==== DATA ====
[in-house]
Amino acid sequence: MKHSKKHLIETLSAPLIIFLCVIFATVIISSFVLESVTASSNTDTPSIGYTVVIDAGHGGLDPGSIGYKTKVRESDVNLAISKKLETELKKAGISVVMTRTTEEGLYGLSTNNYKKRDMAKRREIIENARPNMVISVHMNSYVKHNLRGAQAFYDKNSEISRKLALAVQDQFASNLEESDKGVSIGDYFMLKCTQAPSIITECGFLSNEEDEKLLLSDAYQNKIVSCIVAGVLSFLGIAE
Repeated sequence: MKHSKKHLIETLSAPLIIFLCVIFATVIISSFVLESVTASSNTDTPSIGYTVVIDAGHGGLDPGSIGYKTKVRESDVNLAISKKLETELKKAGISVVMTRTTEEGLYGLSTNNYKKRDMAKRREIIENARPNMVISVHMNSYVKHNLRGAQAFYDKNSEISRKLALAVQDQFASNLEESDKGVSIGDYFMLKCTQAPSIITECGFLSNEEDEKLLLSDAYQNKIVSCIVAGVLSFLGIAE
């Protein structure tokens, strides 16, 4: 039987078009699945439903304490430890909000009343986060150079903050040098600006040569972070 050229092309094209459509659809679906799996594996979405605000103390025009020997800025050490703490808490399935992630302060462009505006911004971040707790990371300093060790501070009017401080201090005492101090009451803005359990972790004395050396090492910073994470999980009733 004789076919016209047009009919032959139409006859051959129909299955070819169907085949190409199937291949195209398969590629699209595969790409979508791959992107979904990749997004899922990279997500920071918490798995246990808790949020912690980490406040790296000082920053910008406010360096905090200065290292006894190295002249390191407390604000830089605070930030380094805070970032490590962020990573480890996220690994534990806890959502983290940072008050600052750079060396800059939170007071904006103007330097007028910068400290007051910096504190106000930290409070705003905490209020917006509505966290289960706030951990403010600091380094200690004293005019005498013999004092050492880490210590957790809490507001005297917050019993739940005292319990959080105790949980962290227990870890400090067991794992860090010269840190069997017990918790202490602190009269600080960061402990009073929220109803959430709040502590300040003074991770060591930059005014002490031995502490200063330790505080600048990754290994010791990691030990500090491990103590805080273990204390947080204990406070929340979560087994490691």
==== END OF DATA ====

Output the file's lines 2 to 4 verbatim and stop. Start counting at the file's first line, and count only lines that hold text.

Amino acid sequence: MKHSKKHLIETLSAPLIIFLCVIFATVIISSFVLESVTASSNTDTPSIGYTVVIDAGHGGLDPGSIGYKTKVRESDVNLAISKKLETELKKAGISVVMTRTTEEGLYGLSTNNYKKRDMAKRREIIENARPNMVISVHMNSYVKHNLRGAQAFYDKNSEISRKLALAVQDQFASNLEESDKGVSIGDYFMLKCTQAPSIITECGFLSNEEDEKLLLSDAYQNKIVSCIVAGVLSFLGIAE
Repeated sequence: MKHSKKHLIETLSAPLIIFLCVIFATVIISSFVLESVTASSNTDTPSIGYTVVIDAGHGGLDPGSIGYKTKVRESDVNLAISKKLETELKKAGISVVMTRTTEEGLYGLSTNNYKKRDMAKRREIIENARPNMVISVHMNSYVKHNLRGAQAFYDKNSEISRKLALAVQDQFASNLEESDKGVSIGDYFMLKCTQAPSIITECGFLSNEEDEKLLLSDAYQNKIVSCIVAGVLSFLGIAE
């Protein structure tokens, strides 16, 4: 039987078009699945439903304490430890909000009343986060150079903050040098600006040569972070 050229092309094209459509659809679906799996594996979405605000103390025009020997800025050490703490808490399935992630302060462009505006911004971040707790990371300093060790501070009017401080201090005492101090009451803005359990972790004395050396090492910073994470999980009733 004789076919016209047009009919032959139409006859051959129909299955070819169907085949190409199937291949195209398969590629699209595969790409979508791959992107979904990749997004899922990279997500920071918490798995246990808790949020912690980490406040790296000082920053910008406010360096905090200065290292006894190295002249390191407390604000830089605070930030380094805070970032490590962020990573480890996220690994534990806890959502983290940072008050600052750079060396800059939170007071904006103007330097007028910068400290007051910096504190106000930290409070705003905490209020917006509505966290289960706030951990403010600091380094200690004293005019005498013999004092050492880490210590957790809490507001005297917050019993739940005292319990959080105790949980962290227990870890400090067991794992860090010269840190069997017990918790202490602190009269600080960061402990009073929220109803959430709040502590300040003074991770060591930059005014002490031995502490200063330790505080600048990754290994010791990691030990500090491990103590805080273990204390947080204990406070929340979560087994490691």